Bill would ensure seniors can afford cancer screenings
Our lawmakers should be doing everything they can to help Hoosiers fight cancer. That’s why I’m urging Rep. Trey Hollingsworth to cosponsor the Removing Barriers to Colorectal Cancer Screening Act, H.R. 1570.
Colorectal cancer is the second-most common cause of cancer death in men and women, combined, in America. In 2019, it is estimated to take the lives of 1,110 Hoosiers. But it doesn’t have to be this way; colorectal cancer is one of the most preventable forms of cancer, and many of these deaths could be prevented by ensuring access to regular colorectal cancer screening.
These preventive screenings are covered with no cost sharing for patients under private health insurance. But, due to a current loophole in federal law, older Americans on Medicare may owe up to $365 out-of-pocket if a precancerous polyp is discovered and removed during a routine screening colonoscopy — a reality that creates a significant barrier to individuals accessing this lifesaving screening. We should not let potential expenses deter Indiana’s seniors from receiving the cancer screenings they need.
Our representatives in Congress have the opportunity to pass bipartisan legislation that will close this loophole and help ensure that seniors can get lifesaving screenings without worrying about incurring big bills later.
Please join me in calling on Rep. Hollingsworth to help advance this important effort to protect our seniors and reduce the cancer burden in Indiana.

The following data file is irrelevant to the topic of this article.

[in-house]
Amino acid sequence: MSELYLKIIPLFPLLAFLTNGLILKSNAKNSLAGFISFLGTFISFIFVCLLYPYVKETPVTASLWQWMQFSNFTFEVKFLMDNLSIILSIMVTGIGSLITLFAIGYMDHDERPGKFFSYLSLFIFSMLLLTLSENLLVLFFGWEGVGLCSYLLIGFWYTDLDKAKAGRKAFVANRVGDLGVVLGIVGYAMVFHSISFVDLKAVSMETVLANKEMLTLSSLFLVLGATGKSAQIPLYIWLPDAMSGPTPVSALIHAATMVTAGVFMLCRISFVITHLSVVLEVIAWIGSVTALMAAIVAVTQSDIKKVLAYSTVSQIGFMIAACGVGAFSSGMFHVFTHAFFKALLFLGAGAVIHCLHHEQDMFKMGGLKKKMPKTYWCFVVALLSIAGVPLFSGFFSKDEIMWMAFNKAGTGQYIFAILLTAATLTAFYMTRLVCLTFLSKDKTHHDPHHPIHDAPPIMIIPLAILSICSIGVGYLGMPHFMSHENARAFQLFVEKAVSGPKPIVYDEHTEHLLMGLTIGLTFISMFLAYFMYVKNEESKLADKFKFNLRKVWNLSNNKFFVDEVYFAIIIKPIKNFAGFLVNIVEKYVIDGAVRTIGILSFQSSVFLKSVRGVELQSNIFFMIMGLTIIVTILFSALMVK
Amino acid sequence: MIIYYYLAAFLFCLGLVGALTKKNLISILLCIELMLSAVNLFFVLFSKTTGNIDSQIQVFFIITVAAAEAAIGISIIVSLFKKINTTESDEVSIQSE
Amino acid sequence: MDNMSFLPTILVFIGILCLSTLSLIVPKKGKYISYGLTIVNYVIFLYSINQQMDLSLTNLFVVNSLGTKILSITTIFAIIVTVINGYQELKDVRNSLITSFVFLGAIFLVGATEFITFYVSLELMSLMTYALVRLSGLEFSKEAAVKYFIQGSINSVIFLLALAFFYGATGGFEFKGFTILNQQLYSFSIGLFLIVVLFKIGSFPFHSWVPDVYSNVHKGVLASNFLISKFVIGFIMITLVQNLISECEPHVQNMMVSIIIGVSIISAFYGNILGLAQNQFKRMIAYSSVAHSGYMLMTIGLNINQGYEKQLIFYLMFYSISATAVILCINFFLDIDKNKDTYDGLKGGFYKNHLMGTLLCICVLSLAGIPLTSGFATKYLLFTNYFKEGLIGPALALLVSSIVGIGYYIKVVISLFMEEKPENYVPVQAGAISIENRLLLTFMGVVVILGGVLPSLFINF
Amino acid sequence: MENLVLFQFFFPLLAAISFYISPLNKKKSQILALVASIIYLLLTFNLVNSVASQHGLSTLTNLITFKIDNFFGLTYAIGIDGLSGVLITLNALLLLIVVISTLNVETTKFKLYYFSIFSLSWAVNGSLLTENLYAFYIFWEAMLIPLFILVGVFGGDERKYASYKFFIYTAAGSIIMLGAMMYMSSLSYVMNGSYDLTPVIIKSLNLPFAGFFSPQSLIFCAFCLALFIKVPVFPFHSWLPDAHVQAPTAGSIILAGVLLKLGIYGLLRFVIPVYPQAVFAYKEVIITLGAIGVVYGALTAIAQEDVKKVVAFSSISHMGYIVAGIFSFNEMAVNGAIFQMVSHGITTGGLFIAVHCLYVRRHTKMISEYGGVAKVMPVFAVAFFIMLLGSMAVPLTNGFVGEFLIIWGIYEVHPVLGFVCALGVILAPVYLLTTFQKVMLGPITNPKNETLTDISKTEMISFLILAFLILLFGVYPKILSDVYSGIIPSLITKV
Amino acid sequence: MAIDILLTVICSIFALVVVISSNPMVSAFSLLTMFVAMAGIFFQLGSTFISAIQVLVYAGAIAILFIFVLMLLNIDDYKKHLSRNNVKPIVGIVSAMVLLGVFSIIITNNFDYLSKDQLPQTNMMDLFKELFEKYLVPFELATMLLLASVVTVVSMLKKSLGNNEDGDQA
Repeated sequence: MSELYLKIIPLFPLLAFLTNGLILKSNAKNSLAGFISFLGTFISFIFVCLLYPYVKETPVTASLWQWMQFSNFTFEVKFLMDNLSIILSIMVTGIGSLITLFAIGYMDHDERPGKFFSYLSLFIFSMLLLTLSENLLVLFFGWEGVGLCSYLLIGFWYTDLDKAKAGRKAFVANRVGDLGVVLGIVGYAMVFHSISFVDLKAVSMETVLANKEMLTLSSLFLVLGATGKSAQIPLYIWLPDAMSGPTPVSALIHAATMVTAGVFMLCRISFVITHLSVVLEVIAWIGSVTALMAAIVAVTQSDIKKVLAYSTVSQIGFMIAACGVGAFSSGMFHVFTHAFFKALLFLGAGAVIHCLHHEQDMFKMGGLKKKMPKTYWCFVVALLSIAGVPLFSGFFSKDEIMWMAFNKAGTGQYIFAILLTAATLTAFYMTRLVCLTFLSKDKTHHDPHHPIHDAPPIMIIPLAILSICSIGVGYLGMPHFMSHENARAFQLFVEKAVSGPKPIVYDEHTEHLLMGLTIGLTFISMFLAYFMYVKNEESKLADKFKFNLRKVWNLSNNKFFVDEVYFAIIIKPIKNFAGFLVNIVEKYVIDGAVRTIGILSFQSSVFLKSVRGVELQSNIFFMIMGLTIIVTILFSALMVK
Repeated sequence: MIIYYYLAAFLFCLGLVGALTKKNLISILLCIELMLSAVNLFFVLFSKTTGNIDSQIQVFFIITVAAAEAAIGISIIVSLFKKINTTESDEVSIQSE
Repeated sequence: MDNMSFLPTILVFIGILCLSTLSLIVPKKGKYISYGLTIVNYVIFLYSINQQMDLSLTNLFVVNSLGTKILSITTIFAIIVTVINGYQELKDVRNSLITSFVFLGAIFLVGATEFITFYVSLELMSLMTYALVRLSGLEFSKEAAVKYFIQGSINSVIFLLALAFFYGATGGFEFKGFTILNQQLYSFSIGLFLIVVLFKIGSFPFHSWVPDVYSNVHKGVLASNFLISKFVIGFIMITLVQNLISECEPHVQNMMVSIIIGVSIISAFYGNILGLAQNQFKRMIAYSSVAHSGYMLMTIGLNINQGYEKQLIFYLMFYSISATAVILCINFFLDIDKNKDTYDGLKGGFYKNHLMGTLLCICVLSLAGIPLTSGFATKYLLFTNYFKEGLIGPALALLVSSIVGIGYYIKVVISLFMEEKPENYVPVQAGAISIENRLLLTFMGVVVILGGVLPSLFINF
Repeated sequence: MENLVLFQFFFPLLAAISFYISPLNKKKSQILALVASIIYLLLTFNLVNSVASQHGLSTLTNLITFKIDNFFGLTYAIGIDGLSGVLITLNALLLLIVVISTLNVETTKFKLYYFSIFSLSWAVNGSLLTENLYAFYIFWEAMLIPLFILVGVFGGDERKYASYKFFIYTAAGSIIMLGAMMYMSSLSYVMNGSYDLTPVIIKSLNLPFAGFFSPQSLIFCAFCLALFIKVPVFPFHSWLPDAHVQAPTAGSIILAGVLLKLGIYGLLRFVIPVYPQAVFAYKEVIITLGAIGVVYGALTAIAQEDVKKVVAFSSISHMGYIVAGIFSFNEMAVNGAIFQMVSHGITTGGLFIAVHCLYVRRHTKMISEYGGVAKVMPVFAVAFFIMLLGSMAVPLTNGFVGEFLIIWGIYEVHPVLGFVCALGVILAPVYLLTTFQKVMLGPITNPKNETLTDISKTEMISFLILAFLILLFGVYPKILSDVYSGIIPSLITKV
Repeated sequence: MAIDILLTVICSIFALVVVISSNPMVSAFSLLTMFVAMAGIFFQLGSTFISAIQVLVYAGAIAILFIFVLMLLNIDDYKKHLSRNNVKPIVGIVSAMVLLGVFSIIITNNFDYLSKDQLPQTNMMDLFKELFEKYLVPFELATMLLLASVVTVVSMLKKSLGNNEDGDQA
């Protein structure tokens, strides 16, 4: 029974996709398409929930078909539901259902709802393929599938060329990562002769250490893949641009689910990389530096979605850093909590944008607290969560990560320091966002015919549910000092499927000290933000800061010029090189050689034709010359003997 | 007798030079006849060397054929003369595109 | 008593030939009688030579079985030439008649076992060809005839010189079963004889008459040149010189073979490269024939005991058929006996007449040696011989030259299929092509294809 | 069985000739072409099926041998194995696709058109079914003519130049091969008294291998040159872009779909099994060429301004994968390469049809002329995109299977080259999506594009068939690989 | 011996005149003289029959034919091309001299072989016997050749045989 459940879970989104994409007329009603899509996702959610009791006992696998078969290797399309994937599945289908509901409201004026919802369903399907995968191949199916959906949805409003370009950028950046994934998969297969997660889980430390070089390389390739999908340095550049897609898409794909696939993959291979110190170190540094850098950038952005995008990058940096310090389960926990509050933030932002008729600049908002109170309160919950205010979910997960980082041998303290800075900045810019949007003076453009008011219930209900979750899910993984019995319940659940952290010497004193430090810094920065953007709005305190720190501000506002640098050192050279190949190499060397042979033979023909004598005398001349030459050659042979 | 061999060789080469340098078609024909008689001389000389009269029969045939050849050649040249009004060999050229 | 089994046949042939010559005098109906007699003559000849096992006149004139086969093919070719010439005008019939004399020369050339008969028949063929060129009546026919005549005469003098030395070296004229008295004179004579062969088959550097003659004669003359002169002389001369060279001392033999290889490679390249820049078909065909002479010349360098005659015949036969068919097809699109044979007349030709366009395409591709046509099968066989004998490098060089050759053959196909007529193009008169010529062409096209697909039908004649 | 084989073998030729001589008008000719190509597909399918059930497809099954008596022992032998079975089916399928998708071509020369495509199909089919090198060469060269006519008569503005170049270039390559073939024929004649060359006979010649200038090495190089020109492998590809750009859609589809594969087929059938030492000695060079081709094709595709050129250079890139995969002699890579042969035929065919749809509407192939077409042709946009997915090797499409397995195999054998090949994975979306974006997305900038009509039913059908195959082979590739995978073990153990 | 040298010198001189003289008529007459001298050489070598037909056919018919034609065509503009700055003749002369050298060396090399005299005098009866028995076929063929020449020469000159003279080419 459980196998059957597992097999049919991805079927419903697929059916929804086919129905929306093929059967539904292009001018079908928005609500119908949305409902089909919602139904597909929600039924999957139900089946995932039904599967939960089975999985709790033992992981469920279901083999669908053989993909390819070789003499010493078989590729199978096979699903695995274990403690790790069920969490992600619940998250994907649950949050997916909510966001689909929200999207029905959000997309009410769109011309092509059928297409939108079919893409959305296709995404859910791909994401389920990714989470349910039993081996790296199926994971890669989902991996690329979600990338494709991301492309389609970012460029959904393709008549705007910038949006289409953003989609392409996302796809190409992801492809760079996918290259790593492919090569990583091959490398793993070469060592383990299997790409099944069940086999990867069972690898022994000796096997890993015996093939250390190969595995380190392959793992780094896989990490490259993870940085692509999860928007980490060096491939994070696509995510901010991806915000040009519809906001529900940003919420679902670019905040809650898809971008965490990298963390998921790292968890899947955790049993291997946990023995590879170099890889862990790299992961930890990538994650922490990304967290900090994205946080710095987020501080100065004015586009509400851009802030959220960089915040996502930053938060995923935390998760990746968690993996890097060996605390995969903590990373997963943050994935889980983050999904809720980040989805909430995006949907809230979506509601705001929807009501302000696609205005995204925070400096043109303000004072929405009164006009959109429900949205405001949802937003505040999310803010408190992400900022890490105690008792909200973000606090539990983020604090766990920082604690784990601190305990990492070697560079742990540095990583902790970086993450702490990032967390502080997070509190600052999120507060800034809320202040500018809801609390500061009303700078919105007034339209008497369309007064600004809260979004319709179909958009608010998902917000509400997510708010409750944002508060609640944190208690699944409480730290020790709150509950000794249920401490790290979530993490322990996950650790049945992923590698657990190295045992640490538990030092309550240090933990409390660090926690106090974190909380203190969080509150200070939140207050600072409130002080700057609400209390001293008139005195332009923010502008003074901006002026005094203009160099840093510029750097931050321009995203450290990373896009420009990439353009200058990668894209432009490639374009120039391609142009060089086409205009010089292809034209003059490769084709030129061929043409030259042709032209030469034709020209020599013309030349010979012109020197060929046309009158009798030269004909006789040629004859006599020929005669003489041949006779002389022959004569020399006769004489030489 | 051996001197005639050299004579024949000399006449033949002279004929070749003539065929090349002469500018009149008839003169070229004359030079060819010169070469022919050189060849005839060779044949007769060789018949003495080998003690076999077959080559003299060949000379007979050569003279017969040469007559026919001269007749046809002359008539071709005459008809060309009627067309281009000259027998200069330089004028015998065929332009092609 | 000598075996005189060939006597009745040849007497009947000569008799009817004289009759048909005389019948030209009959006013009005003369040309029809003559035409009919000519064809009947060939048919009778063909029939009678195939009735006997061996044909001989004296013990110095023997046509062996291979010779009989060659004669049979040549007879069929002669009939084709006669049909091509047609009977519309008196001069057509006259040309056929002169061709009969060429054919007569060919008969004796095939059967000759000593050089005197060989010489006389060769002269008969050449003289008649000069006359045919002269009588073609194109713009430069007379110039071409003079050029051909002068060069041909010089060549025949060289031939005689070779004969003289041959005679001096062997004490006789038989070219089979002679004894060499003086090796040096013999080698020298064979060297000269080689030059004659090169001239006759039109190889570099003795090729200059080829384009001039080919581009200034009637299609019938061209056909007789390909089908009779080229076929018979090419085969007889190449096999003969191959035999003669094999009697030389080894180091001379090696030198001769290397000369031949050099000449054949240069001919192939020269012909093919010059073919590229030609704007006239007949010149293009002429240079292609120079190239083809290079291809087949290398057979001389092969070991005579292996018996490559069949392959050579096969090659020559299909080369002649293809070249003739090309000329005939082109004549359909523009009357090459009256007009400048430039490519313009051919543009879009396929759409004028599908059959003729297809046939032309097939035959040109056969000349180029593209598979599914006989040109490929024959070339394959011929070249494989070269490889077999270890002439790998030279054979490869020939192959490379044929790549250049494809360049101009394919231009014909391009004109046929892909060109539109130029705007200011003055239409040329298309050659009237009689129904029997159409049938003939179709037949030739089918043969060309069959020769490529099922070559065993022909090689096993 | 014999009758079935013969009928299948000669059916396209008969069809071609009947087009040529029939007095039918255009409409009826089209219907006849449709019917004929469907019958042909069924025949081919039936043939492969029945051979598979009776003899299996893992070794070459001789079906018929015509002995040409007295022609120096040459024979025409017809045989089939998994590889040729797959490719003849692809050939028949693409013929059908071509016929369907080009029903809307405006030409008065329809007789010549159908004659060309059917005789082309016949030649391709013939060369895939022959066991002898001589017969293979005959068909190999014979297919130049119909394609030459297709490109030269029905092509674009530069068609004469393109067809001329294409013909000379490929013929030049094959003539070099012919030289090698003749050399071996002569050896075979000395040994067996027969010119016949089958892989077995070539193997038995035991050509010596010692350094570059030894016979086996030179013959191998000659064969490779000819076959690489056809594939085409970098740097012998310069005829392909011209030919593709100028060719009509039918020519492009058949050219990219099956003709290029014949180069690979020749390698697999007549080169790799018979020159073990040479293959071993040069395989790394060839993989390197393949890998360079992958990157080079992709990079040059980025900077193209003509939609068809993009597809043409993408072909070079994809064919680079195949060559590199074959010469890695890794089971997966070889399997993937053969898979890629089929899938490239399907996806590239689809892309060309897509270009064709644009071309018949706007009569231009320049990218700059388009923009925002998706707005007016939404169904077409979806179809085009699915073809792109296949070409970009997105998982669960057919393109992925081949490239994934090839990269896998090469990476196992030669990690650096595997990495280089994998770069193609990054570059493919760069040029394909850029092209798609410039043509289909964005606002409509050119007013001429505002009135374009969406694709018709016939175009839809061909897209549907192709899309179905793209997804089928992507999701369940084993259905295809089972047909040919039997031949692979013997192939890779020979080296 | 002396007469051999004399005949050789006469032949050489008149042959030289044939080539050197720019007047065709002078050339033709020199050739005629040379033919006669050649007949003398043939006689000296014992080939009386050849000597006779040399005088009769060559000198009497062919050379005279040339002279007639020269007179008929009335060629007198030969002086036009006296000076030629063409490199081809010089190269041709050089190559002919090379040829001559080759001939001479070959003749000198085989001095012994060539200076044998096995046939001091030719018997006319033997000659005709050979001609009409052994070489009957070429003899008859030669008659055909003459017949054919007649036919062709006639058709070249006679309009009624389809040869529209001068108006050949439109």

— Mary Kost, New Albany
Community should support News and Tribune
The philosopher Descartes said, "I think, therefor I am!" A good newspaper definitely can help face the honesty of the reality of our existence.
Who, What, Where, Why and When are questions establishing the cement by which all "objective truthful journalism" can be based. The News and Tribune, in my humble opinion as an avid reader, strives for high journalistic standards in reporting the news. Retaining our God given right under the Constitution of freedom of speech via freedom of the press, such as this paper, should be supported seriously by our community. By advertising in, purchasing and occasionally writing an "opinion" piece to the editor we protect each others freedoms.
"A penny for your thoughts" or your "two cents worth" in this opinion page of the paper could possibly be as mentally valuable as common sense (Common Cents.)
So, "do we have a free press?" So, "yes, for a dollar a copy." Thank goodness this remains a sick, non existent joke. Benjamin Franklin with your printing press, and that of the News and Tribune, our community has much to be positively thankful for.
— H. James Janson, Clarksville
Dog owners should keep pets controlled
Did anyone bite you at work today?
On average, nearly 15 mail carriers per day will say, "Yes."
Postal Service officials report that in 2018, 5,714 letter carriers experienced dog bites or dog attacks. With deliveries every day, including Sundays and holidays, carriers continue to experience dog bites in urban, suburban and rural settings.
Dog attacks and bites are 100 percent preventable when dog owners remain vigilant and properly restrain their dogs.
To ensure mail carriers' safety, dog owners must securely lock their dog in another room until a delivery exchange is done. If outside, dogs must be leashed at a distance from the mailbox.
When a carrier feels unsafe, mail service could be interrupted, not only for the dog owner, but for the entire neighborhood. When mail service is interrupted, mail must be picked up at the Post Office. Service will not be restored until the dog is properly restrained
With your help, we can keep our carriers, your neighbors and your dogs safe. Thank you for protecting your pet and our mail carriers as we continue to bring packages and correspondence to your door each day.
— Douglas A. Byrn, Postmaster, Charlestown Post Office